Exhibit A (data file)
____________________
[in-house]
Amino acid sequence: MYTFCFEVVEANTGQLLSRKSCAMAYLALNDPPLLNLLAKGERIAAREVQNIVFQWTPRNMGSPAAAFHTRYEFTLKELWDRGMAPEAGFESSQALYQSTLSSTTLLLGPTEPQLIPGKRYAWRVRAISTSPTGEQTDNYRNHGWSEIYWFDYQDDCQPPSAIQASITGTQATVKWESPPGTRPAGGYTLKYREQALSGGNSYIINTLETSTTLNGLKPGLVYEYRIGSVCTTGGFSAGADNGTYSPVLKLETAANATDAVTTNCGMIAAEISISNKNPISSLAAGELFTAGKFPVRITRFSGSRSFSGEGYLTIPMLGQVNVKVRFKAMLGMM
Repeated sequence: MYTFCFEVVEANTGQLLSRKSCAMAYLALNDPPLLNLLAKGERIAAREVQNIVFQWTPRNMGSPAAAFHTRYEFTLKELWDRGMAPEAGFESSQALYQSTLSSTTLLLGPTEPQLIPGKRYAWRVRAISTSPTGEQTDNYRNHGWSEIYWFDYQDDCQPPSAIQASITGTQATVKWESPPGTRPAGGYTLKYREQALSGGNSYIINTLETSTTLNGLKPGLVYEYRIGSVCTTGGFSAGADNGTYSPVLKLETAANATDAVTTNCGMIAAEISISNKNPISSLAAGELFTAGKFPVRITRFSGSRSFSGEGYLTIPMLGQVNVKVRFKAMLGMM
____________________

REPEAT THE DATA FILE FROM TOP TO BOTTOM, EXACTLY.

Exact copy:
[in-house]
Amino acid sequence: MYTFCFEVVEANTGQLLSRKSCAMAYLALNDPPLLNLLAKGERIAAREVQNIVFQWTPRNMGSPAAAFHTRYEFTLKELWDRGMAPEAGFESSQALYQSTLSSTTLLLGPTEPQLIPGKRYAWRVRAISTSPTGEQTDNYRNHGWSEIYWFDYQDDCQPPSAIQASITGTQATVKWESPPGTRPAGGYTLKYREQALSGGNSYIINTLETSTTLNGLKPGLVYEYRIGSVCTTGGFSAGADNGTYSPVLKLETAANATDAVTTNCGMIAAEISISNKNPISSLAAGELFTAGKFPVRITRFSGSRSFSGEGYLTIPMLGQVNVKVRFKAMLGMM
Repeated sequence: MYTFCFEVVEANTGQLLSRKSCAMAYLALNDPPLLNLLAKGERIAAREVQNIVFQWTPRNMGSPAAAFHTRYEFTLKELWDRGMAPEAGFESSQALYQSTLSSTTLLLGPTEPQLIPGKRYAWRVRAISTSPTGEQTDNYRNHGWSEIYWFDYQDDCQPPSAIQASITGTQATVKWESPPGTRPAGGYTLKYREQALSGGNSYIINTLETSTTLNGLKPGLVYEYRIGSVCTTGGFSAGADNGTYSPVLKLETAANATDAVTTNCGMIAAEISISNKNPISSLAAGELFTAGKFPVRITRFSGSRSFSGEGYLTIPMLGQVNVKVRFKAMLGMM